More about the project
POP is a comprehensive exploration of the music photography of Brian Griffin shot for album covers, single sleeves, posters and press. The 350 pages of this new book are illustrated over 160 record covers from more than 100 bands and musicians including many which are previously unpublished – including Ian Dury, The Clash, Depeche Mode, Echo And The Bunnymen, Iggy Pop, Kate Bush, The Specials, Elvis Costello and many more.
Brian Griffin first began photographing the music world for STIFF records in the late 1970s and soon became the predominant visual chronicler of New Wave, Post-Punk and the New Romantics. Working from his studio in Rotherhithe, often on low budgets and before the age of photo-shop, Griffin’s technical naivety resulted in major visual invention. How these photographs were executed and the techniques which were employed or invented, is explained in a Q&A between Griffin and the author Terry Rawlings. Punctuating the photographs and album artwork, this conversation provides illuminating and highly-personal behind-the-scenes insights to this distinct creative period in music and visual history.
Another section of the book contains portraits of important figures in the music industry such as the Beatles producer George Martin, Brian Eno, John Peel and Daniel Miller and portraits of the people that worked alongside Brian including stylists and builders of his light machines. Paul Gorman, author of Reasons To Be Cheerful: The Life and Work of Barney Bubbles, has written an additional essay on the close working and personal relationship between graphic artist Barney Bubbles and Griffin.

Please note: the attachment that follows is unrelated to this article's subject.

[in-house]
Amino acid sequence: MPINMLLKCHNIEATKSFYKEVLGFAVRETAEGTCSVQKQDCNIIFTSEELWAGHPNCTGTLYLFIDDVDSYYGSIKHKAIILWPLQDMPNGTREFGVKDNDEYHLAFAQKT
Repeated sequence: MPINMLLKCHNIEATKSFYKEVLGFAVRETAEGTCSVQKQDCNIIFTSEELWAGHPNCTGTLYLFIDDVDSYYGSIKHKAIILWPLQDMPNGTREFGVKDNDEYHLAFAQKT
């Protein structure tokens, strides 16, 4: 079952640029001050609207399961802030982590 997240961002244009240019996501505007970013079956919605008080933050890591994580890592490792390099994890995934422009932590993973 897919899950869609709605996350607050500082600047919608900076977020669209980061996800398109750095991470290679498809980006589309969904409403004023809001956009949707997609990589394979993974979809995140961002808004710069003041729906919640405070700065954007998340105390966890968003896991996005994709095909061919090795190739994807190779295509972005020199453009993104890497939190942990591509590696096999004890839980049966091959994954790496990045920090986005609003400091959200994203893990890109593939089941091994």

Brian Griffin was born in Birmingham in 1948 and grew up in the Black Country. From the age of 16 he worked in a factory making conveyers, then as a nuclear pipework engineering estimator until the age of 21, when he went to study photography at Manchester Polytechnic. After graduation, Griffin moved to London and met Roland Schenk, the art director on Management Today, with whom Griffin continued working until the mid 1980s. Throughout his career, over 20 monographs of Griffin’s work have been published, his work has been the subject of over 50 international solo exhibitions and is held in collections institutions including the Victoria & Albert Museum, London; the Arts Council of Great Britain, London; the British Council, London; the National Portrait Gallery, London; the Museum Folkwang, Essen; the Birmingham Museum and Art Gallery; the Art Museum Reykjavik, Iceland; the Mast Foundation, Bologna; and the Museu da Imagem, Braga, Portugal.
In 2009, Brian Griffin became the patron of FORMAT Festival and in 2013 he received the ‘Centenary Medal’ from the Royal Photographic Society.